Ajayi raced for 1,425 yards and 18 touchdowns on 249 carries, but those attempts also took a toll on the back as he had trouble maintaining possession of the ball occasionally.
Making it a bit tougher for Ajayi this time around is the fact that the Broncos have only two returnees along the offensive line in Marcus Henry and Rees Odhiambo.
DEFENSE: It used to be that the dominant offense of the Broncos went hand-in- hand with a stifling defense, but that was not necessarily the case a season ago when the team allowed 24.8 ppg. Granted, that number was good enough for second in the MWC, but still ranked the program just 50th nationally, a far cry from some of the other stupendous efforts put forth in previous years under Petersen.
The good news here is that the top two tacklers from 2013 and five of the top six are making their way back to Boise to try and show that last season's numbers were a bit of a fluke. Linebackers Ben Weaver and Corey Bell were in on much of the action as they delivered 89 and 76 tackles, respectively, but by the time the action got to them in the middle of the field opponents had already gained key yardage.
The big loss for the group is along the defensive line where three starters are no longer putting on the pads. The most significant of the trio is Demarcus Lawrence, who was not only third on the unit with 72 stops, he was one of the top players in the country in terms of tackles for loss with 20.5. Lawrence and his team-high 10.5 sacks will be hard to replace for sure. Let's also not forget that two of BSU's three blocked kicks came from Lawrence as well.
Because opponents found it was possible to move the ball on the Boise State defense, there were plenty of passes thrown in the direction of the secondary, and many times those attempts landed in the waiting hands of defensive backs. There are four starters coming back to reprise their roles at safety and defensive back, three of whom recorded at least four picks a year ago.
Chief among the ball hawks was Donte Deayon who logged six picks, while Darian Thompson coupled his 63 tackles with four INTs and Bryan Douglas also had four interceptions, to go with a team-high tying nine pass breakups. Deayon and Jeremy Ioane have both earned spots on the preseason Thorpe Award Watch List.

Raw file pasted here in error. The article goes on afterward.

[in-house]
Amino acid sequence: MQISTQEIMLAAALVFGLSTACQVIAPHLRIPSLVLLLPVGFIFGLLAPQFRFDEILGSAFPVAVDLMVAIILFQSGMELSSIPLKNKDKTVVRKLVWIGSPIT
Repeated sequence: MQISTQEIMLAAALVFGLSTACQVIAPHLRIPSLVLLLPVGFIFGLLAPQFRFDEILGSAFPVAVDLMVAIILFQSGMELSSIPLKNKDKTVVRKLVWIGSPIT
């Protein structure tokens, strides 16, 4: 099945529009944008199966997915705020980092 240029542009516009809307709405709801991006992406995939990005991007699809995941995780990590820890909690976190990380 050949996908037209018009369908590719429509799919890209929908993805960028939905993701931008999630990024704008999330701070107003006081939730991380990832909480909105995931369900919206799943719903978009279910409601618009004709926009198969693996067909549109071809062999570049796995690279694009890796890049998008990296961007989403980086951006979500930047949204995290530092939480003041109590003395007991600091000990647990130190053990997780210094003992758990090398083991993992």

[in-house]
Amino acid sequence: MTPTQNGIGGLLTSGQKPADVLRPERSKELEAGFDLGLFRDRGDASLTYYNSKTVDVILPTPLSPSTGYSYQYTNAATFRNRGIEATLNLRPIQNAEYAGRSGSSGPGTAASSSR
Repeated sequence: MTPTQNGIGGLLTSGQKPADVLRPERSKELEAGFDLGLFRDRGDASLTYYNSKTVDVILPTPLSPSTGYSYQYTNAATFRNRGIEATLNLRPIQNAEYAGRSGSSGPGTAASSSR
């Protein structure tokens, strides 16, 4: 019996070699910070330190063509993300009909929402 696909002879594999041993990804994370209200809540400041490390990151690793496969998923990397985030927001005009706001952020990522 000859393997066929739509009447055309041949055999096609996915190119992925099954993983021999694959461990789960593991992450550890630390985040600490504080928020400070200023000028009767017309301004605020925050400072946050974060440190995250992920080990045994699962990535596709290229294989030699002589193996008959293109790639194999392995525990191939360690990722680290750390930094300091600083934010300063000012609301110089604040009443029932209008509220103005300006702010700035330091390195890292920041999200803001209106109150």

SPECIAL TEAMS: Also finding a spot on a preseason watch list is kicker Dan Goodale after hitting on 17-of-19 field goal tries in 2013. An All-MWC selection, Goodale actually missed three PATs during the campaign, but he's still the most reliable kicker the Broncos have.
Providing some comfort in the kicking department, although it is often overlooked, is the return of long-snapper Kevin Keane.
Also on the plus side of the special teams, Williams-Rhodes could again be the top return threat on punts and Douglas, if he's not worn out from all his action on defense, could be the main man on kickoffs, particularly since he showed his speed and elusiveness on a 100-yard return for a touchdown in 2013.
OUTLOOK: If history is any indication, the good news for the Broncos is that they have a winning record against all but one of the 2014 opponents that they have already played. The exception to that is San Diego State, which has won two of three previous encounters.
With Harsin as the offensive coordinator for the Broncos between 2006-10, the team posted an incredible mark of 61-5, including undefeated seasons in both 2006 (13-0) and 2009 (14-0). During that stretch, Harsin had the offense rolling along at a staggering pace, generating a mind-blowing 2,733 points, the most by any team in the nation.
The team certainly has the pedigree to strike fear into opponents, but the Broncos can no longer live in the past and must play in the here-and-now.
"If we want to be able to continue to say that we're a strong team and a team that is going to continue to be looked at as a potential Mountain West champion, then we're going to have to keep attacking the future," says Bell. "We're going to have to keep going as if none of that stuff's happened because as soon as we start focusing on the past, we're not going to be striving to reach what could happen in the future."